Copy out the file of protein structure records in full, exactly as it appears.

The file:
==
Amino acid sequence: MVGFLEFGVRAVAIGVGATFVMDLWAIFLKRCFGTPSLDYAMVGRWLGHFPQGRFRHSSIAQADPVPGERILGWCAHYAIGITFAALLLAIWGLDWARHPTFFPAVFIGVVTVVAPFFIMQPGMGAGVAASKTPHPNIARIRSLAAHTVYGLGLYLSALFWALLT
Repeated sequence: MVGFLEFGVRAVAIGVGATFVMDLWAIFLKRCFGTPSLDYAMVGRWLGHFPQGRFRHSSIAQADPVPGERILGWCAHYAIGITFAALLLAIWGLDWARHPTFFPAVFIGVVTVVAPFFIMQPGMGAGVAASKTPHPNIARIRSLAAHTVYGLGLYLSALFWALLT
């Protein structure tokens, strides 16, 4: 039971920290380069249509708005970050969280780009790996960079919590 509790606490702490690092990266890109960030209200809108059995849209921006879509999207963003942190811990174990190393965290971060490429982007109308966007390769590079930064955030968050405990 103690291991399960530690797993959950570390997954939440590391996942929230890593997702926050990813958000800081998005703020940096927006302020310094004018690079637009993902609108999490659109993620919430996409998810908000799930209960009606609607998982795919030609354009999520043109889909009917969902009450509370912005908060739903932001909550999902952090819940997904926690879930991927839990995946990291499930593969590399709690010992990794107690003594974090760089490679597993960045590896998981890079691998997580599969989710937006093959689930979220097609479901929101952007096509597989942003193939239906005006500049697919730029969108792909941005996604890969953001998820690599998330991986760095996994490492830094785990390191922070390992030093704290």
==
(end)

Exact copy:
Amino acid sequence: MVGFLEFGVRAVAIGVGATFVMDLWAIFLKRCFGTPSLDYAMVGRWLGHFPQGRFRHSSIAQADPVPGERILGWCAHYAIGITFAALLLAIWGLDWARHPTFFPAVFIGVVTVVAPFFIMQPGMGAGVAASKTPHPNIARIRSLAAHTVYGLGLYLSALFWALLT
Repeated sequence: MVGFLEFGVRAVAIGVGATFVMDLWAIFLKRCFGTPSLDYAMVGRWLGHFPQGRFRHSSIAQADPVPGERILGWCAHYAIGITFAALLLAIWGLDWARHPTFFPAVFIGVVTVVAPFFIMQPGMGAGVAASKTPHPNIARIRSLAAHTVYGLGLYLSALFWALLT
């Protein structure tokens, strides 16, 4: 039971920290380069249509708005970050969280780009790996960079919590 509790606490702490690092990266890109960030209200809108059995849209921006879509999207963003942190811990174990190393965290971060490429982007109308966007390769590079930064955030968050405990 103690291991399960530690797993959950570390997954939440590391996942929230890593997702926050990813958000800081998005703020940096927006302020310094004018690079637009993902609108999490659109993620919430996409998810908000799930209960009606609607998982795919030609354009999520043109889909009917969902009450509370912005908060739903932001909550999902952090819940997904926690879930991927839990995946990291499930593969590399709690010992990794107690003594974090760089490679597993960045590896998981890079691998997580599969989710937006093959689930979220097609479901929101952007096509597989942003193939239906005006500049697919730029969108792909941005996604890969953001998820690599998330991986760095996994490492830094785990390191922070390992030093704290």